Media Monoliths Should Talk To The People
The kings of technology, media and investment gathered last week in Sun Valley, Idaho, for what has become the event for those who dominate their fields, and others, to the detriment of Americans.
The annual getaway, put on by investment banker Herbert Allen, has long attracted the traditional conglomeration mongers such as Viacom Chairman Sumner Redstone and CBS CEO Leslie Moonves. What would a conference put on by an investment banker be without fresh faces from the Internet? So, room has been made for junior members such as Google founders Sergey Brin and Larry Page. All are formidable names that only heighten the excitement of a conference with Bill Gates and super-investor Warren Buffett.
Strip away the star power. Look at the companies represented. Most have been at a feast of voracious competitors - or were once small, innovative companies that sold out to quench the Biggies' insatiable thirst to quell competition.
I worry when that much power is concentrated in one area, even if it is for just a week of strategic thinking and golf. I worry that this media summit is hosted by somebody whose profession is to make money, and all the attendees are potential clients. I worry that the most visible person from the news media in attendance is Rupert Murdoch, who will no doubt be flaunting The Wall Street Journal as his at next year's meeting.
Reading the stories of the Allen meetings triggered thoughts of a media conference I attended in January. The National Conference for Media Reform in Memphis, Tenn., generated far less press than the recent Sun Valley gathering, and had a much different mission.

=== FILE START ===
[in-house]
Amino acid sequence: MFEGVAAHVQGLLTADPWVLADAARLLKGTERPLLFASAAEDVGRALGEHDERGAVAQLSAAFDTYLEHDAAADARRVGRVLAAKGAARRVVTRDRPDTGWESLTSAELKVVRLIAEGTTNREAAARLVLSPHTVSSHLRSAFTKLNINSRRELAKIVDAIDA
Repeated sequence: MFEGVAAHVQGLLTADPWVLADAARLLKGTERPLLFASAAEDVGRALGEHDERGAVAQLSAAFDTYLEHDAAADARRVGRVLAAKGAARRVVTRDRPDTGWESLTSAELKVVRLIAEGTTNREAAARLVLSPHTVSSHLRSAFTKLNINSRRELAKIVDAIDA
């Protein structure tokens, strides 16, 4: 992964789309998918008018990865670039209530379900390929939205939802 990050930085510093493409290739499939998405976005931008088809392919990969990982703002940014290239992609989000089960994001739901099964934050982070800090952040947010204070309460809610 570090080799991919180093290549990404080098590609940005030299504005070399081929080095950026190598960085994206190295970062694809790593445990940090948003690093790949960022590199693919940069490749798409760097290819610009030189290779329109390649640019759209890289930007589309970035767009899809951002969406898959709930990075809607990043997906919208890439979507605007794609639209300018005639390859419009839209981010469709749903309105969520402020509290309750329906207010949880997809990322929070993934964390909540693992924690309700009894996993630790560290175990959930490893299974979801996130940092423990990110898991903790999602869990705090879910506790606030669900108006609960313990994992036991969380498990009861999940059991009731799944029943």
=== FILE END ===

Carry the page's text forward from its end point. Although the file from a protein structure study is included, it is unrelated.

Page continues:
Where Allen and Co. focused on corporate strategy, and pondered transactions and acquisitions, the Media Reform conference - which was put on by Free Press, an organization that works media policy and encourages the public to engage in the media debate - focused on the problems with the Biggies of Sun Valley, and how the nation's media could become less concentrated and better able to serve democracy, not shareholders.
Both conferences would benefit from a dose of each other. It's doubtful invitations will be extended to speakers from the Memphis conference such as Bill Moyers, who has railed against the concentration of media.
The reverse could, and should, happen. Google's Brin and Page would be a nice addition to the Media Reform conference. Google now owns YouTube, which has become a major conduit for the media-reform movement.
YouTube's power was demonstrated last year when it became home for Net neutrality's siren call. The debate erupted when consumer groups began to push for a bill that would not allow the cable and telecom companies that own the pipes that deliver the Internet to make a tiered fee system.
Essentially, the legislation would not allow the cablecoms to charge Web sites or companies for a faster Internet. That is important for a medium that has spawned innovation, and works as a conduit for ideas and debate.
The Net-neutrality movement gained tidal-wave force when a number of irreverent and funny videos about Net neutrality were aired on YouTube. The issue was also buoyed by some bloggers and organizations such as Consumers Union.
Page and Brin should hear the concerns of the 3,000-plus people attending the Media Reform conference to see how their company was used for a good cause and to hear how their ever-growing empire is troublesome.
The movement for a democratic media, a media not singularly driven by dollars, would benefit from some mainstream voices. The Kings of the Valley would benefit from soaking up the concerns of a country that has awakened to the monolithic media.
This can happen only if the two meet.
Ryan Blethen's column appears regularly on editorial pages of The Times. His e-mail address is firstname.lastname@example.org
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